The Campaign believes that all crossings should be revised to provide signal controlled cycle crossings alongside pedestrian crossings for the safety of all vulnerable users in navigating the roundabouts, or further grade separation such as those used at Haby Road Roundabout and Strensall Roundabout.

Where grade separation such as tunnels is provided, a minimum head height of 2.7m should be maintained to enhance lighting and personal security, and gradients leading to and from should be within the parameters set in table 5.8.

Throughout the scheme, for the safety and comfort of both pedestrians and cyclists, the Campaign believes that shared paths should be amended to segregated cycle tracks of a minimum 3.0m wide kerb separated from a footway as recommended in sections 6.2 and chapter 8.

We also note that York’s Local Transport Plan follows guidelines set down in National Policy Guidelines, particularly seeking to reduce car usage and make greater use of walking, cycling and public transport. At the heart of York’s Transport strategy lies its commitment to a hierarchy of transport users, placing pedestrians at the top, followed by people with mobility problems, then cyclists, and placing motorists at the bottom. The current proposal fails to uphold this commitment.

Whilst the suitability and effectiveness of dualling the northern ring road is up for debate, the Campaign believe that any dualling scheme that does not provide adequate pedestrian and cycling facilities represents a waste of resources and funding for the people living and travelling to York regardless of how they would be using the ring road. By not providing adequate facilities the dualling scheme locks in the residents of the outer villages, current and future, to not being able to choose active travel modes to travel to the York Inner. This lack of choice embeds car dependency for residents and leads to increased pressure and strain on the road network, which will eventually erode attempts to increase capacity and fix in congestion and delays for those that choose to drive around the northern ring road.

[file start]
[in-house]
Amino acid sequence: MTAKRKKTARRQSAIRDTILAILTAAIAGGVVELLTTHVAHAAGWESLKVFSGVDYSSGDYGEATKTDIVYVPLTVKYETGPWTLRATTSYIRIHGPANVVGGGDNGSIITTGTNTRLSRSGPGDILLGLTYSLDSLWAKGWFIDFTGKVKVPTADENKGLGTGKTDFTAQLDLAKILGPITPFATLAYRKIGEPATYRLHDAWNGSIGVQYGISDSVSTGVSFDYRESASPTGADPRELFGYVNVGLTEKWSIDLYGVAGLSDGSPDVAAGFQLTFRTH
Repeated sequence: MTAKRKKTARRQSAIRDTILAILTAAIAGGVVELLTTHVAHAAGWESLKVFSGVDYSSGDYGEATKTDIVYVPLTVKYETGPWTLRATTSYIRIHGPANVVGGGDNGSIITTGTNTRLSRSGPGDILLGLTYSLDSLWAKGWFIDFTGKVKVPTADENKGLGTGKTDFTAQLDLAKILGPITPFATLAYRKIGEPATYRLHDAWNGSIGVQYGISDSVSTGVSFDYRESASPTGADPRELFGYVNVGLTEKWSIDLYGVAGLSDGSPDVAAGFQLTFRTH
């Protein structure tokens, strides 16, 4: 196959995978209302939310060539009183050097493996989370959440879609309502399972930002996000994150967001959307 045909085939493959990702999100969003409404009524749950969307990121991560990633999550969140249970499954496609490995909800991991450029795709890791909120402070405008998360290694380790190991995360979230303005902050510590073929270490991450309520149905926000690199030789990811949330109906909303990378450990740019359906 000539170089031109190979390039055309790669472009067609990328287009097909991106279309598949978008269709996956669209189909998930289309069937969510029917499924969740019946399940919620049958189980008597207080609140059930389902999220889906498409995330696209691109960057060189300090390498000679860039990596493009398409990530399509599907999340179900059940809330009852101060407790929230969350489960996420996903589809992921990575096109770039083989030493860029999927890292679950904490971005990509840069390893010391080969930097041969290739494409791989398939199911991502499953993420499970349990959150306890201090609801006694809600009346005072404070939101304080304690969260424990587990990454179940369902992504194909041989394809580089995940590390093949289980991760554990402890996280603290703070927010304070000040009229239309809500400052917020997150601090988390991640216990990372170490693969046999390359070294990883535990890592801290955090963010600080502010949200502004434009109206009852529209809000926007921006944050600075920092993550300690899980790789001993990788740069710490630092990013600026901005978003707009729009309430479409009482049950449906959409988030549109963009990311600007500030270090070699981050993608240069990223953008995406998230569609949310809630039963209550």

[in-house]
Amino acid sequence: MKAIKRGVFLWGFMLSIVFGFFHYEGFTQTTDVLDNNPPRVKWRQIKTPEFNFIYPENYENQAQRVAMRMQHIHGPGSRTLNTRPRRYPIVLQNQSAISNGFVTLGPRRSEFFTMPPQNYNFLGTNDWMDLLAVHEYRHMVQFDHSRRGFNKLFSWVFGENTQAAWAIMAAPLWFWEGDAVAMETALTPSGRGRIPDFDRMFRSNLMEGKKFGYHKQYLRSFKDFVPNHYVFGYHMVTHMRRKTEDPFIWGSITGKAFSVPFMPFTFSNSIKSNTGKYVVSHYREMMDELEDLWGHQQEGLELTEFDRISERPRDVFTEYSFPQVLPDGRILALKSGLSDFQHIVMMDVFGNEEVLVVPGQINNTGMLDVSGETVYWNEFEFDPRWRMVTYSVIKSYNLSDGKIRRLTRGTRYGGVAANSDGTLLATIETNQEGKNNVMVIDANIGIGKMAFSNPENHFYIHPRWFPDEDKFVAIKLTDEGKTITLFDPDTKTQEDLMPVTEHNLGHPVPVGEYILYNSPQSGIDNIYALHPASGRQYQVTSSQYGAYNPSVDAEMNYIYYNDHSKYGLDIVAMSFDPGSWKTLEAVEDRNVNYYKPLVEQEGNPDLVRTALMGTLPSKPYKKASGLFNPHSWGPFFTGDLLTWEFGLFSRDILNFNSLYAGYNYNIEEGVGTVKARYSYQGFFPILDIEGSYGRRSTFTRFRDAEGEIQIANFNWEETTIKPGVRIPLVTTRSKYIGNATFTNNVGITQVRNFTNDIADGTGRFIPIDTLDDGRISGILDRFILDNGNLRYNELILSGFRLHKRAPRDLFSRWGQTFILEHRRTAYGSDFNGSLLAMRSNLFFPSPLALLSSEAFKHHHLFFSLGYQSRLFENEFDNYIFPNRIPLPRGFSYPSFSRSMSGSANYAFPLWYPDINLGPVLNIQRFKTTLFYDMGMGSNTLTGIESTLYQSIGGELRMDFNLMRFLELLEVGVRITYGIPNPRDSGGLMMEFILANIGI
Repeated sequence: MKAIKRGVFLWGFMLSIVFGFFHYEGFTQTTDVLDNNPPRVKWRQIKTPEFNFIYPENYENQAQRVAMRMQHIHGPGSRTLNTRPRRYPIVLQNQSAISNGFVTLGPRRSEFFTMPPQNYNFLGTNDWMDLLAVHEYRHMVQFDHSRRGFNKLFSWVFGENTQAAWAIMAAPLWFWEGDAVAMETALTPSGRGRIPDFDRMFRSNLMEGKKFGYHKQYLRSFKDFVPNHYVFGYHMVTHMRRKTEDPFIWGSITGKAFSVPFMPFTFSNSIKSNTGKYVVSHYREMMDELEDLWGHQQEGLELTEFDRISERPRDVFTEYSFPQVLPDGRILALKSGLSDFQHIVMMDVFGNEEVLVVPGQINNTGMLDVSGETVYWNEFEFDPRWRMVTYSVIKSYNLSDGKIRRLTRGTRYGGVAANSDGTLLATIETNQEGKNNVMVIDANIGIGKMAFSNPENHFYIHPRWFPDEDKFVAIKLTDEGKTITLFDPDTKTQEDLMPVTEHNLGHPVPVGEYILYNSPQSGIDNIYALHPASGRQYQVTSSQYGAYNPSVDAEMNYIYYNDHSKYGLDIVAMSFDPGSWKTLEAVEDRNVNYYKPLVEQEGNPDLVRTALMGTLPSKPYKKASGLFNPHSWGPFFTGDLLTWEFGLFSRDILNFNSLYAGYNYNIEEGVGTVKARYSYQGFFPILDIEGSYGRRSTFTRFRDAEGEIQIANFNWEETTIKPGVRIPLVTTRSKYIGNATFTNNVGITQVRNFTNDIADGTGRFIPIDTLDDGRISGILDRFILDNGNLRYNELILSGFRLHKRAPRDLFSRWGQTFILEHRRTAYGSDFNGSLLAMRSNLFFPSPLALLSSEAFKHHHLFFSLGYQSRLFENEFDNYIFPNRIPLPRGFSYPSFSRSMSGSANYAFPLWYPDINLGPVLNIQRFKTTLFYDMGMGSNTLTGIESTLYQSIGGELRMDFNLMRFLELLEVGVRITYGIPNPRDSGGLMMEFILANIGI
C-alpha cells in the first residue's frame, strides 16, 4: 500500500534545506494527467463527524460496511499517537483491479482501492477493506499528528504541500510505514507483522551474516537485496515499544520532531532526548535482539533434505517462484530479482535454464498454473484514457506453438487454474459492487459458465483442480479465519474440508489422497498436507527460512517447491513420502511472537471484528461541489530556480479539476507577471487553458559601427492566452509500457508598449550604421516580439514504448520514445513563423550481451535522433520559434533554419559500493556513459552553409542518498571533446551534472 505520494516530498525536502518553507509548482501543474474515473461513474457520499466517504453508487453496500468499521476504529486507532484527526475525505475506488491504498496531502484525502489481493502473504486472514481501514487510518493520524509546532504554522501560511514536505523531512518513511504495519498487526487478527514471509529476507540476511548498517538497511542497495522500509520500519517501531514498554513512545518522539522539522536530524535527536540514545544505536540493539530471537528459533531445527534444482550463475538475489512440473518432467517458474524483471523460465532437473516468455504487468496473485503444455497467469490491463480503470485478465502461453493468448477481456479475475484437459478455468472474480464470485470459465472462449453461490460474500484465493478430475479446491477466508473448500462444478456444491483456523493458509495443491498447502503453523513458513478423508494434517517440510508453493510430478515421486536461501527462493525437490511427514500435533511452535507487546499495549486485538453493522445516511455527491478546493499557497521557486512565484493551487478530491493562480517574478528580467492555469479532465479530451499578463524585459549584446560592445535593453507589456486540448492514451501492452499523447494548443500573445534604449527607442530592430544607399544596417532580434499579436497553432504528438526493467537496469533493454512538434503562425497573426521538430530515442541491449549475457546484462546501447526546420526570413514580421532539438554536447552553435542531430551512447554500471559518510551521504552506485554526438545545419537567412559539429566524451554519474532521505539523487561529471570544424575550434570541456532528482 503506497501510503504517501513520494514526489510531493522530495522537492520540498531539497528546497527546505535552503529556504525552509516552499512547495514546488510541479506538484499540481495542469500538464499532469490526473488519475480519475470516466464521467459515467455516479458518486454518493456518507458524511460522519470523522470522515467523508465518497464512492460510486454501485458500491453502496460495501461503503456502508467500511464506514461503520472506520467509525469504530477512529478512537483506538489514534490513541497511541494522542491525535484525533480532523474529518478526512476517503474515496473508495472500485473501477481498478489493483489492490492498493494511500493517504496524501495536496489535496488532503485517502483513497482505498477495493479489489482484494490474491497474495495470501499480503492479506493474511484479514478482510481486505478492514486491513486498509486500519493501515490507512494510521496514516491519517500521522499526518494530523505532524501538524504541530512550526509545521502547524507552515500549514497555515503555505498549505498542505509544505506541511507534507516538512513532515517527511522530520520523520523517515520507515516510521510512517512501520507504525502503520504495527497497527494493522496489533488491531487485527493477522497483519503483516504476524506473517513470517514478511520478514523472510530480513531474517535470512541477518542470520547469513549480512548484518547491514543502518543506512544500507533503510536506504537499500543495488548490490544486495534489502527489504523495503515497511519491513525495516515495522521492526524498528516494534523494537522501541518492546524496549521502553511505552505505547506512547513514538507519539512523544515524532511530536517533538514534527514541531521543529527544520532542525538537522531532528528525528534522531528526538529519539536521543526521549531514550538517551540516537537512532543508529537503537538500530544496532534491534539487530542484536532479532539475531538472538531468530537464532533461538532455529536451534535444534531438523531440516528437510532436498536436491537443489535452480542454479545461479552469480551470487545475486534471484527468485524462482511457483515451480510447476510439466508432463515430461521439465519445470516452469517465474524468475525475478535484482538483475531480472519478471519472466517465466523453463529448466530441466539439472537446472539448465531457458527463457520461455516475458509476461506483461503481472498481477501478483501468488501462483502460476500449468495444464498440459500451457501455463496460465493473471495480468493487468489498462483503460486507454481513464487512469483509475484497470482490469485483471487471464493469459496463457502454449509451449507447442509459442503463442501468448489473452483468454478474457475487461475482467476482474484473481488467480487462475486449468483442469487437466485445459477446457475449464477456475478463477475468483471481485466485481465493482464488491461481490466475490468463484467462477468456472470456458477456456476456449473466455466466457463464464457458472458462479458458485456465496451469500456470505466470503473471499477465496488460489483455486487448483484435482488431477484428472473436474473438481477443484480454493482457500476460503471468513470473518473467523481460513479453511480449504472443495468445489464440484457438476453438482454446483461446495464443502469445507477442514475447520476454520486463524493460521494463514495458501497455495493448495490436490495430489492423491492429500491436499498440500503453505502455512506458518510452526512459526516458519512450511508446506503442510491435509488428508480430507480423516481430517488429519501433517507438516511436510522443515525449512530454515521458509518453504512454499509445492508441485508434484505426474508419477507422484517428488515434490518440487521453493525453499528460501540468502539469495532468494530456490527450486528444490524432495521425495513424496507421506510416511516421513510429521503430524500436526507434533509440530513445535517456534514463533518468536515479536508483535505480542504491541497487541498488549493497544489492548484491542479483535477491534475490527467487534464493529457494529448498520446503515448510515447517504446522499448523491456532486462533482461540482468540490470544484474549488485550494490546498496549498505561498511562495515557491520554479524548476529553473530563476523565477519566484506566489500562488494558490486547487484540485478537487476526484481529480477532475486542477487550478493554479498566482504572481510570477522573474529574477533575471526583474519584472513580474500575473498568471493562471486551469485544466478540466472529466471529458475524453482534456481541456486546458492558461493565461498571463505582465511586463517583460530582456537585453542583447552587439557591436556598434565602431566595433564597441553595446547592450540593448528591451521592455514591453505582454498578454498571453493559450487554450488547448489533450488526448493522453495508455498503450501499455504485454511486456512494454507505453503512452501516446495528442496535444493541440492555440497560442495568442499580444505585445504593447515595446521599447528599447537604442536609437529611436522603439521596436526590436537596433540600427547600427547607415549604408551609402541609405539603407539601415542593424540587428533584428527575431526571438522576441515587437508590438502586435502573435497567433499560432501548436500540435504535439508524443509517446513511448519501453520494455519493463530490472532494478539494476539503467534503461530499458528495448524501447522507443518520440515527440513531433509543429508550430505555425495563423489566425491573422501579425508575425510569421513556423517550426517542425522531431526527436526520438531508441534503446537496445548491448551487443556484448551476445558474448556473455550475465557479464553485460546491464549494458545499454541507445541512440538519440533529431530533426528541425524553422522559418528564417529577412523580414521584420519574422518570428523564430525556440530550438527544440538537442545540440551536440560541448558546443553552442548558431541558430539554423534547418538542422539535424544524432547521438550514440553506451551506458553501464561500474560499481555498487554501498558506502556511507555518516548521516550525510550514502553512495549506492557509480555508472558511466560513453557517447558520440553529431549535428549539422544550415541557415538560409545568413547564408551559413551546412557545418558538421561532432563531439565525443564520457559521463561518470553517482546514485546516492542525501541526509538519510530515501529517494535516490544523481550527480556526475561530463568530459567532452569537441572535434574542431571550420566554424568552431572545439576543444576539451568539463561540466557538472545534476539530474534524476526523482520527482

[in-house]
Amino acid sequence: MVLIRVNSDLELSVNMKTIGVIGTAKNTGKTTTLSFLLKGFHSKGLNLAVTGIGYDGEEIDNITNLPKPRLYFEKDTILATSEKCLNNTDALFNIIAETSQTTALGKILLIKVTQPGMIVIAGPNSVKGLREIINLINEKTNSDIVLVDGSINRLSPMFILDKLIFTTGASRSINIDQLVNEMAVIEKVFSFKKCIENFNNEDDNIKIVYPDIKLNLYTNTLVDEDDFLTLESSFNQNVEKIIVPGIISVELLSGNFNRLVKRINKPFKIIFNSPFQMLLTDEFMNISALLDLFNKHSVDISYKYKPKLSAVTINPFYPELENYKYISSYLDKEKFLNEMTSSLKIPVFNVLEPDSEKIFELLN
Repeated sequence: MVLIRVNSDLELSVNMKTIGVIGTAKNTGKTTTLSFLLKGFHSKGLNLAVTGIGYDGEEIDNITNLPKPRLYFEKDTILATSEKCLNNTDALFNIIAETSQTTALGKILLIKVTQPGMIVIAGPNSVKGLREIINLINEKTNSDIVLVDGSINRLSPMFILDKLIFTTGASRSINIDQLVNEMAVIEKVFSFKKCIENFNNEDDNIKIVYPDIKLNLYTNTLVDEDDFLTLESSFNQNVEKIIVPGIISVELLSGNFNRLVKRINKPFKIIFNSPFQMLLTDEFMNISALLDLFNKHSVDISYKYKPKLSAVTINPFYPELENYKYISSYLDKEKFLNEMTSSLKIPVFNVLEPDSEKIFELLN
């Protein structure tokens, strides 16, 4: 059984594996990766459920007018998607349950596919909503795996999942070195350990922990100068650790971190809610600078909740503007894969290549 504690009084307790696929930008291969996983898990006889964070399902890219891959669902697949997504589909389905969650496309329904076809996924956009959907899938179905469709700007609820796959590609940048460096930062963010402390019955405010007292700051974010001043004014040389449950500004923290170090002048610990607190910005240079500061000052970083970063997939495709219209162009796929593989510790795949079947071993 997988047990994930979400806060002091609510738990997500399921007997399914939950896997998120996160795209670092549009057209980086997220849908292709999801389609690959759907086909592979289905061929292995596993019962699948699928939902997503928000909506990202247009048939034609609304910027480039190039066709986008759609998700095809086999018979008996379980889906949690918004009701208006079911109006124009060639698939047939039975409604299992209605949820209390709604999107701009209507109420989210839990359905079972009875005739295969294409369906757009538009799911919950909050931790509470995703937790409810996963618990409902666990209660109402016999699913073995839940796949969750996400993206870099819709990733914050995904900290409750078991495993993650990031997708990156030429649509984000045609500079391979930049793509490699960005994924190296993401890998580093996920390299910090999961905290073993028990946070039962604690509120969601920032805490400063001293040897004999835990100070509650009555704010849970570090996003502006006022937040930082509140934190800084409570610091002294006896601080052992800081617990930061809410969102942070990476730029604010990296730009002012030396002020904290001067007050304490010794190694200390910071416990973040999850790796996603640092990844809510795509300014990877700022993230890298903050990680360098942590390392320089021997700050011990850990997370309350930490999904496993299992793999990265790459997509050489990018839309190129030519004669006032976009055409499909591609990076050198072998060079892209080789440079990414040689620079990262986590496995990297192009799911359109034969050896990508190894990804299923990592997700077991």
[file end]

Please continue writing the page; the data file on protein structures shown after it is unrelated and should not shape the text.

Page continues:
Below is a summary of the results from each Junction assessment:

Clifton Moor Roundabout

Clifton Moor Roundabout scores 38% on the LTN 1/20 Junction Assessment Tool with twelve zero scoring elements out of 24 tests, all as a result of having to cross the ST14 Garden Village arm. 

All maneuvers that didn’t involve the ST14 arm scored full points when tested against roundabout criteria because of the ability to use the underpass.  When tested against generic junction criteria these movements only scored one point, as crossings are shared with pedestrians.

Wigginton Road Roundabout